Cancer Researcher Professor Arnold Graffi Dies in Berlin

03.02.2006 - (idw) Max-Delbrück-Centrum für Molekulare Medizin (MDC) Berlin-Buch

Professor Dr. Arnold Graffi, eminent physician and cancer researcher, died in Berlin on Monday, January 30, 2006 at the age of 95 following a long illness as announced by his family. "Professor Graffi was one of the pioneers of experimental cancer research of the 20th century in Germany", declared Professor Dr. Walter Birchmeier, scientific director of the Max Delbrück Center for Molecular Medicine (MDC) Berlin-Buch. Professor Graffi contributed significantly to the understanding of the development of cancer. In particular, his discoveries shed light on the processes of the development of cancer due to chemical substances and viruses, two of which bear his name. The major part of his research was performed between 1948 and 1975. During this period, he was department head at the former Academy Institute for Medicine and Biology in Berlin-Buch. There, he later became director of the Institute for Experimental Cancer Research, which was integrated into the Max Delbrück Center for Molecular Medicine (MDC) Berlin-Buch after its founding in 1992.

Arnold Graffi was born on June 19, 1910 in Bistritz (Transylvania). From 1930 to 1935, he studied medicine in Marburg, Leipzig, and Tübingen and received his doctorate at the Charité in Berlin. There, he worked in the group of the surgeon Ferdinand Sauerbruch from 1937 to 1939. After that, Arnold Graffi continued his work in cancer research at the Paul Ehrlich Institute in Frankfurt/Main until 1940. Following interim positions in Prague and Budapest, he returned to Berlin in 1943, where he worked in a Schering AG research laboratory as well as with Nobel Prize laureate Otto Warburg at the Kaiser Wilhelm Institute for Cell Physiology. He completed his Habilitation (postdoctoral qualification to become a professor) at the Humboldt University in Berlin and worked there until his retirement in 1975. Even after his retirement, he remained active for several years in cancer research in Berlin-Buch, focussing especially on problems of chemotherapy.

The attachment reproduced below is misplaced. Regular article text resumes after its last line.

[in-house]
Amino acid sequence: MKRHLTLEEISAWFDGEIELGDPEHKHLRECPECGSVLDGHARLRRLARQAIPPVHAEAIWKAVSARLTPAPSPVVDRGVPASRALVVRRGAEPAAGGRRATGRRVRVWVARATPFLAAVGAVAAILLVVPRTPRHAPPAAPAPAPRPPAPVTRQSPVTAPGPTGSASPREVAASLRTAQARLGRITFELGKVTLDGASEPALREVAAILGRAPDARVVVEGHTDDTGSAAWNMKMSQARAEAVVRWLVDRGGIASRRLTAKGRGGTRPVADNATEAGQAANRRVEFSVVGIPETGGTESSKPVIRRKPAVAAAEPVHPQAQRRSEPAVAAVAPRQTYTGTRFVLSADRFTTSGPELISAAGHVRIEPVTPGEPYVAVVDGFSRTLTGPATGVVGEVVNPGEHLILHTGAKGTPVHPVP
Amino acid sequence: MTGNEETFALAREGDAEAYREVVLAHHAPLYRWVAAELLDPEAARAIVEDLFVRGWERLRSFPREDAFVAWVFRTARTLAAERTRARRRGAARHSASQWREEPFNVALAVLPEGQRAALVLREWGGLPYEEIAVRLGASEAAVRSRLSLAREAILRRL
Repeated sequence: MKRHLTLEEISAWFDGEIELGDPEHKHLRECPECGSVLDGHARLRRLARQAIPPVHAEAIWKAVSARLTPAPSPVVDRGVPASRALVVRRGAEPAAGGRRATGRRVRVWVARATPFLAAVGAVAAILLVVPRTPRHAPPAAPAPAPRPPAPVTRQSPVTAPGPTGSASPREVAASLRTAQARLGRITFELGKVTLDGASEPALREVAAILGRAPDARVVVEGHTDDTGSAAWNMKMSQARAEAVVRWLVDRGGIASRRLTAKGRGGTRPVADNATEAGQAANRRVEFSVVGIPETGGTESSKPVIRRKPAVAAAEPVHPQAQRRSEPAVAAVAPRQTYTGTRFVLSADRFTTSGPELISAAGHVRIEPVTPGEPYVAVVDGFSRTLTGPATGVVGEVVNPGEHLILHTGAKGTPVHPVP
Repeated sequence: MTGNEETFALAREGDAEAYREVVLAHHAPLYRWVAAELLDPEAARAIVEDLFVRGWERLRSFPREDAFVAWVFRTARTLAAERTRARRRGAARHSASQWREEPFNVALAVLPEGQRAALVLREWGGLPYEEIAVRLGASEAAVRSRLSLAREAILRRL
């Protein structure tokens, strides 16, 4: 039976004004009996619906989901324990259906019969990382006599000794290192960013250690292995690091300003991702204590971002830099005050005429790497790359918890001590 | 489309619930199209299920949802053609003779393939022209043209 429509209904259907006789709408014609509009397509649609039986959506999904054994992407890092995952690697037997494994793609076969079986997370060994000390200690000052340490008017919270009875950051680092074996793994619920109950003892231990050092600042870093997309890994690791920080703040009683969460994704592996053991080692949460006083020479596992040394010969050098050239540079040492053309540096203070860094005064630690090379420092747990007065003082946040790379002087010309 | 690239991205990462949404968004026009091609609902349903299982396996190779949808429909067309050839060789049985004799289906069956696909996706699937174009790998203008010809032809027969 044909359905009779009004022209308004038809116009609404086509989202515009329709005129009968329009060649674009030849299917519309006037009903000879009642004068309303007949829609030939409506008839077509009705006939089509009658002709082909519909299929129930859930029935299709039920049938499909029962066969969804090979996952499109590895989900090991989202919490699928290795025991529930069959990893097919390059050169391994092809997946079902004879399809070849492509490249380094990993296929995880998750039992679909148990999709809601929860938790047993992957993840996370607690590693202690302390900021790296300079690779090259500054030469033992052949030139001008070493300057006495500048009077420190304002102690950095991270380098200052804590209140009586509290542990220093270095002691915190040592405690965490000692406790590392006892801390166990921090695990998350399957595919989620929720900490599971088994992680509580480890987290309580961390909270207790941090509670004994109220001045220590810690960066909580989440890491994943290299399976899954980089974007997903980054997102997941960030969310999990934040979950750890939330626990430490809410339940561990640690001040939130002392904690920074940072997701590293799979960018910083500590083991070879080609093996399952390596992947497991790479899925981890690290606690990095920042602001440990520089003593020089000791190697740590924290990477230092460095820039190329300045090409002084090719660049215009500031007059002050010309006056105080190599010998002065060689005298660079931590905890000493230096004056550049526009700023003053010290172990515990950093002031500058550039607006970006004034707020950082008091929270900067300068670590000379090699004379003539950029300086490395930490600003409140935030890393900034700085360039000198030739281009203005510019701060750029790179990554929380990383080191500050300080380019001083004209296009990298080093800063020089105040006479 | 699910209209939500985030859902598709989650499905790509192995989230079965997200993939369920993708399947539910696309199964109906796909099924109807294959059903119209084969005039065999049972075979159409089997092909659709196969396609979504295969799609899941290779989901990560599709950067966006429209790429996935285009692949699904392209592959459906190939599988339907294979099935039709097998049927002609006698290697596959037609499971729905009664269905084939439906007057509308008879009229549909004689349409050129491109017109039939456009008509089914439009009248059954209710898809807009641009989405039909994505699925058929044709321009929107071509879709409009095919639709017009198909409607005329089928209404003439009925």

As early as the beginning of the 1960s, Professor Graffi developed a gene therapy concept for cancer as well as viral and and genetic diseases whose idea was to target and switch off disease-causing genes, making them inactive. Since then, this technology of gene silencing (keyword: short interfering RNA or siRNA) has become an important tool in molecular biology and biotechnology.

Professor Graffi was the recipient of numerous awards. In 1964, he was elected as a member of the German Academy of Natural Scientists Leopoldina, and, in 1977, he received the academy's Cothenius Medal. In 1979, he was awarded the Paul Ehrlich Prize in Frankfurt/Main and, in 1984, the Helmholtz Medal of the Academy of Sciences in Berlin. In 1990, the University of Leipzig awarded him an honorary doctorate. In 1995, he received the Cross of the Order of Merit of the Federal Republic of Germany. Apart from his academic work, Professor Graffi was also interested in painting and piano music.

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